(a)Eat less salt: Reducing your salt intake is good for your blood pressure.
(b)Replacing unhealthy fats with healthy fats can reduce your risk of heart disease.

Look after your mental health
We know that there can be a greater risk of heart disease for people who have depression, are socially isolated or do not have good social support. Having a good social life with family and friends can help.

Source: American Heart Foundation

A Promise

A Promise

Lifestyle, Random

Perhaps the most illustrious son of Karnal, Maharishi Ved Vyas is created with writing the Mahabharata, the Upanishads and the Puranas. His name means ‘the one who classified or split the Vedas’, and made them easy for the public to understand. A temple dedicated to his worship still stands in village Basthali [ Vyassthal] near Nissing, and is testimony to Karnal District being his karam bhoomi.

 Modern medical science is a Mahabharata of its own, with multiple players enacting multiple roles. Physicians, paramedical staff and alternative medicine practitioners offer conflicting, and confusing health related advice to the public. This pandemonium is worsened by e-hearsay obtained from the net and social media. It is not unsurprising, therefore, that in spite of advances in both diagnostics and therapeutics, we consider ourselves less healthy as a society. The rapidly increasing burden of chronic metabolic disease which requires active participation of the patient, family and community, contributes to the pervasive feeling of societal ill-health.

IMA Karnal takes up the responsibility of providing accurate information to its community i.e, the people of Karnal, and Haryana. Through this blog, we will cover various aspects of health, and try to provide pragmatic advice related to preventive, curative and public health. In the footsteps of Rishi Ved Vyas, we hope to simplify and demystify disease, so as to make health achievable for all. We are known as Smart City Karnal. Let us work together to create a Health Smart City that we can be proud of.

Sanjay Kalra

Sanjay Kalra

Consultant Endocrinologist at Bharti Hospital, Karnal
Dr. Sanjay Kalra, DM (AIIMS) works at Bharti Hospital, Karnal, in India. Associate Editor of Diabetic Medicine (UK), he handles numerous other editorial responsibilities, He is also Section Editor, Diabetes, of the Endocrine Society of India Manual of Clinical Endocrinology (1st and 2nd editions) and Section Editor, Endocrinology, of the Association of Physicians of India Textbook of Medicine, 11th edition. Vice-President of South Asian Federation of Endocrine Societies, he remains busy in clinical care, patient education, research and medical writing. He won the global DAWN Award for best translational research in diabetes in 2009. In his spare time, he finds time to indulge in his favorite hobby, the Punjabi folk dance bhangra.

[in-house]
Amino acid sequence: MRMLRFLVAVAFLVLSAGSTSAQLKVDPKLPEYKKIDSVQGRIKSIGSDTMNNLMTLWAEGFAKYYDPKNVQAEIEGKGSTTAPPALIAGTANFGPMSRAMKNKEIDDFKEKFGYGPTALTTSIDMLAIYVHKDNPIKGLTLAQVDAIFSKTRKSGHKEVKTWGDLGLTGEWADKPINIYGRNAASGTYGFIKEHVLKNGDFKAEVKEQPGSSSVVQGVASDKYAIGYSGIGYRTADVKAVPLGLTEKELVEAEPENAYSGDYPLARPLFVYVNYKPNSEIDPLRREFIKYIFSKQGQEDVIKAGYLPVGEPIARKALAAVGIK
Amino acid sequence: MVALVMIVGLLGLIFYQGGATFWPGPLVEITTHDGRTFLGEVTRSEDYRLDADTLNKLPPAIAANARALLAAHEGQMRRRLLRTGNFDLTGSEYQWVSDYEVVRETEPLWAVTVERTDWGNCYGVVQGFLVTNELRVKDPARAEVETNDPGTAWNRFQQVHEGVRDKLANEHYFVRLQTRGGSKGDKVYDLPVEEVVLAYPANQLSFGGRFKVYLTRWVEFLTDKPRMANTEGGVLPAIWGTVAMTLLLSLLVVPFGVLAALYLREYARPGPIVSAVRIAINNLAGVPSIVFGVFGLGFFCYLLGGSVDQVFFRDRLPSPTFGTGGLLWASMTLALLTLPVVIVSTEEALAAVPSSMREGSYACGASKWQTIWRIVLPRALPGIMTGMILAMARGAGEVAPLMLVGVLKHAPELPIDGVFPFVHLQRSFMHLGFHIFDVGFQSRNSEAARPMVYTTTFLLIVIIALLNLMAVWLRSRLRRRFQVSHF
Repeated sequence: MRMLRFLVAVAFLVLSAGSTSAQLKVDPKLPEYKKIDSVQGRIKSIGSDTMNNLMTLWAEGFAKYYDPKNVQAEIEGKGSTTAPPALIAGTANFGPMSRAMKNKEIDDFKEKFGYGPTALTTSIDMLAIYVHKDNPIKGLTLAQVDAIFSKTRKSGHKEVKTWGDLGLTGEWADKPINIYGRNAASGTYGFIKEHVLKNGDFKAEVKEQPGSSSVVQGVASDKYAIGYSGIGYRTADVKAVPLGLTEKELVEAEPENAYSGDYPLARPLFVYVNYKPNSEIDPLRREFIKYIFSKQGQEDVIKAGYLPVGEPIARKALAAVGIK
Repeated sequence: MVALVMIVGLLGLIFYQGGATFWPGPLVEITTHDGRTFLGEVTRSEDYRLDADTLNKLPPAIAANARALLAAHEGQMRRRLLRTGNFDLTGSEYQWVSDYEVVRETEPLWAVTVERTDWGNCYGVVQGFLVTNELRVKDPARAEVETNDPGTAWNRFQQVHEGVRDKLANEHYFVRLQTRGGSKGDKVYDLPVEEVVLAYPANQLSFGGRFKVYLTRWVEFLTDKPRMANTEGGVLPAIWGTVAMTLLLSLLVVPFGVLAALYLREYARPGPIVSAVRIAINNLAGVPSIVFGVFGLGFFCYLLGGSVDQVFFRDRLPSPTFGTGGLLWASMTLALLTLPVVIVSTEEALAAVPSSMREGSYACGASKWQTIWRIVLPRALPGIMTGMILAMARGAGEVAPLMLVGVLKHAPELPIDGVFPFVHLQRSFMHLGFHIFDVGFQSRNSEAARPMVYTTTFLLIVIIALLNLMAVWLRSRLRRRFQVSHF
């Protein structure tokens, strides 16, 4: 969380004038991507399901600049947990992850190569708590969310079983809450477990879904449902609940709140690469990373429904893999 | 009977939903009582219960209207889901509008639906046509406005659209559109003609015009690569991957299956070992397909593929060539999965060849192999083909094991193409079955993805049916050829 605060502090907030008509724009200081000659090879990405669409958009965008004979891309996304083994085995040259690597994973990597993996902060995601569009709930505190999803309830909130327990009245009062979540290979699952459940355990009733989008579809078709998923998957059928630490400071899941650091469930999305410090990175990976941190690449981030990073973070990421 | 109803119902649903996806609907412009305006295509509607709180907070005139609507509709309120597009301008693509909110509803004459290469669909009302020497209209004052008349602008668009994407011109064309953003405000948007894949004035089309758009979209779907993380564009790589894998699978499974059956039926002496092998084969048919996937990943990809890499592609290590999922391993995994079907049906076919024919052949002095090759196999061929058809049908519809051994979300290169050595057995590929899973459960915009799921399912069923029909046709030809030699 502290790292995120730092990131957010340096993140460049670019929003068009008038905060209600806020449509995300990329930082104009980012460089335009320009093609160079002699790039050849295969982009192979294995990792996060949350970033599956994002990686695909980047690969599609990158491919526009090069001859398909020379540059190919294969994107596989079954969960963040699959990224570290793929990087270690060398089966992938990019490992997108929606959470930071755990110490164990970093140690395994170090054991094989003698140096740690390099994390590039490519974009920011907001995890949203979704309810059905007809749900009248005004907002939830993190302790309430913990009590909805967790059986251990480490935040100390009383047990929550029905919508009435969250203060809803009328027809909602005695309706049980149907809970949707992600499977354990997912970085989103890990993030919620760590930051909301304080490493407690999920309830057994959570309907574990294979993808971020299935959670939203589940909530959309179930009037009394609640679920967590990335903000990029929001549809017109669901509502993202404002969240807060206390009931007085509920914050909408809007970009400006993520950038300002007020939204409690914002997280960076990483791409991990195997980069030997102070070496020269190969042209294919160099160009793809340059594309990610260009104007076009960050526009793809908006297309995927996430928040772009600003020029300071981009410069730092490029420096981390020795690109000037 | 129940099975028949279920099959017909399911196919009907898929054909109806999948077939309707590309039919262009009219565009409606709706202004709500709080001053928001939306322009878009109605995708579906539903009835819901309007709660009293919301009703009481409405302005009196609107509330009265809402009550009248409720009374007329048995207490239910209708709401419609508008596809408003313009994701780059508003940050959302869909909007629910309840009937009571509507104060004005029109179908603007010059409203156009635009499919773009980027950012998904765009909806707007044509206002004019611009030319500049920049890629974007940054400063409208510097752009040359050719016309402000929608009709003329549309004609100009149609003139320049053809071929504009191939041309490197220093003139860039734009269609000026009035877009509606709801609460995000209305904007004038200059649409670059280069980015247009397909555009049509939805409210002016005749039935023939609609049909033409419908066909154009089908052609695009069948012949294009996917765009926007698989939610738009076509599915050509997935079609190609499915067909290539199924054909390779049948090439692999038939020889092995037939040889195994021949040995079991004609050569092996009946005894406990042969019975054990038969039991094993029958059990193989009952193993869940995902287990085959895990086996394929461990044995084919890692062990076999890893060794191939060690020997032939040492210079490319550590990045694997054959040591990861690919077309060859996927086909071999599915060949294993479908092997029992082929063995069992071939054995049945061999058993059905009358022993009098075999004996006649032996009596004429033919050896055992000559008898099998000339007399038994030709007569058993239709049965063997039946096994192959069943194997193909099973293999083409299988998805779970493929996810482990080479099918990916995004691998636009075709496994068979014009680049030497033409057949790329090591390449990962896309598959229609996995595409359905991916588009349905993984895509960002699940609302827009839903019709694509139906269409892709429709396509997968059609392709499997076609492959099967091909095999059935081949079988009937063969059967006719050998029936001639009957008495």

Sanjay Kalra

Latest posts by Sanjay Kalra (see all)


Deadly Thighs

Deadly Thighs

Exercise, Lifestyle

If you have a bit of junk in the trunk (belly fat), don’t worry — that lower body fat might help protect you from metabolic disease, Oxford University researchers found, because fat in the thighs and buttocks may have a protective effect. A Danish study even found that people with thin thighs have a greater risk of premature death. Maybe it’s better to have “thunder thighs” then thin “deadly thighs”!

Cheating can be good!

Cheating can be good!


What if we told you that you could cheat, guilt-free, and it would actually be good for you?

No, not the cheating in exams or love. We mean cheating on your diet, and chalking up some surprising benefits. On a weight loss diet, dietary cheaters invariably are successful. That happens because in response to a low calorie diet, the body slows downs the metabolism and burn less energy which is counterproductive to what you are trying to achieve. A cheat meal with extra calories helps to give a kick to the slowing down metabolism. Therefore it helps to not only ward off feeling of deprivation but keeps you on track with your dietary regimen. But be cautioned, don’t go overboard and keep the cheat meals to just once a week!